In this article, the authors examine the effects of subjective and organizational religious participation on marital stability over time for urban Black American couples and White American couples who participated in a longitudinal project. Their findings indicated that the role religiosity plays in the stability of marriage over time varied by gender and race. Black husbands and wives reported that religion was more important to them and that they attended religious services more frequently than White husbands and wives. Greater service attendance was predictive of decreased odds of divorce, only when reported by wives. Interaction effects revealed that the effect was more notable among White wives. Practitioners should consider the diversity between and within couples and the sociohistorical contexts in which marriages are embedded. (Author abstract modified)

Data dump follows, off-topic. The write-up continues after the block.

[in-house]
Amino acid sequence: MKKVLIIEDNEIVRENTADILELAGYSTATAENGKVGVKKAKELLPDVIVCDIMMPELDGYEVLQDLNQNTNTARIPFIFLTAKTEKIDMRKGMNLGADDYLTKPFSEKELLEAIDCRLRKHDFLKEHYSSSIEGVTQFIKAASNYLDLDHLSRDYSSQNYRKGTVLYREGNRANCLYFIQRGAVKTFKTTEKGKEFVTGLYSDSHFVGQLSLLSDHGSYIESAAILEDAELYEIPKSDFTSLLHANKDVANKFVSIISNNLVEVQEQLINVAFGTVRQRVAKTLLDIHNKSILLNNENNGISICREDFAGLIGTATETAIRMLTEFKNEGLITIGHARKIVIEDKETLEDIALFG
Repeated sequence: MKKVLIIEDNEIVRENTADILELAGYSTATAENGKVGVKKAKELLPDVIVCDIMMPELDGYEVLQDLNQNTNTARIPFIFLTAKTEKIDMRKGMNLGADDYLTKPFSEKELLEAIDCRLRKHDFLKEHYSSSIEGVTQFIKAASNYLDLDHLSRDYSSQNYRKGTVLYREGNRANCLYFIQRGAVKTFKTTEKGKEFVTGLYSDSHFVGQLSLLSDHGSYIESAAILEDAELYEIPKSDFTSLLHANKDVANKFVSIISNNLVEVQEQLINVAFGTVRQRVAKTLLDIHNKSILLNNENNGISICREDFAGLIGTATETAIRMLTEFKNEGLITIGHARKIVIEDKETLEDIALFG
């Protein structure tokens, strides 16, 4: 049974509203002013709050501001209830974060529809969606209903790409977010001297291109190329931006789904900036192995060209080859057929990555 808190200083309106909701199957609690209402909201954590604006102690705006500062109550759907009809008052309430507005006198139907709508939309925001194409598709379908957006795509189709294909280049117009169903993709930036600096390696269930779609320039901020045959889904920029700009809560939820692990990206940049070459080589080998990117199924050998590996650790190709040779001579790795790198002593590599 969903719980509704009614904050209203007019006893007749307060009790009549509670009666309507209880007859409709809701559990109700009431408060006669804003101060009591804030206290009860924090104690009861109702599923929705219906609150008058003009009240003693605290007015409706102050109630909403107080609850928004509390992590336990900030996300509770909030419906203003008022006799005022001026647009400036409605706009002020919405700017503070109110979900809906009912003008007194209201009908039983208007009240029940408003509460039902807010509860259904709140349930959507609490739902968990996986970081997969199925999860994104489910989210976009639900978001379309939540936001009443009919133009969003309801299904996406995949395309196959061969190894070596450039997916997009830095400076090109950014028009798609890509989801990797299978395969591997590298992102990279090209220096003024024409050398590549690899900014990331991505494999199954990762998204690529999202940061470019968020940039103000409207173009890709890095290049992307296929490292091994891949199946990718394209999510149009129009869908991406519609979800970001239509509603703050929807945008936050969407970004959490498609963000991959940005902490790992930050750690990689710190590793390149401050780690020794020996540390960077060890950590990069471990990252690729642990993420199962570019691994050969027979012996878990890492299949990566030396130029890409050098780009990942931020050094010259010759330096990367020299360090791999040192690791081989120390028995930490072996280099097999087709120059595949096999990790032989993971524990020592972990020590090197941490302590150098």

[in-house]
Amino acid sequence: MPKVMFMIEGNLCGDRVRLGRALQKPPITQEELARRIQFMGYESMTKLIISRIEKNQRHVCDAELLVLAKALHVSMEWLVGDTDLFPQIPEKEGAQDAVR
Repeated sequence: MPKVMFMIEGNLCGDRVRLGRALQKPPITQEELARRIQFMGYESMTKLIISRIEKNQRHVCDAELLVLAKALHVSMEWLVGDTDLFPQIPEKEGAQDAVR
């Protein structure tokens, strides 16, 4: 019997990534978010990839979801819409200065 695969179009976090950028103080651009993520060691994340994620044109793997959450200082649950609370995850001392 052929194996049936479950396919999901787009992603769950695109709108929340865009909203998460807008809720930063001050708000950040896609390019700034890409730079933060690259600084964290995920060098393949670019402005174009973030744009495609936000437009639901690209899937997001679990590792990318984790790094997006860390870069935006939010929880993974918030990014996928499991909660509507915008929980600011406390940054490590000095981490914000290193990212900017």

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Religiosity and Marital Stability Among Black American and White American Couples.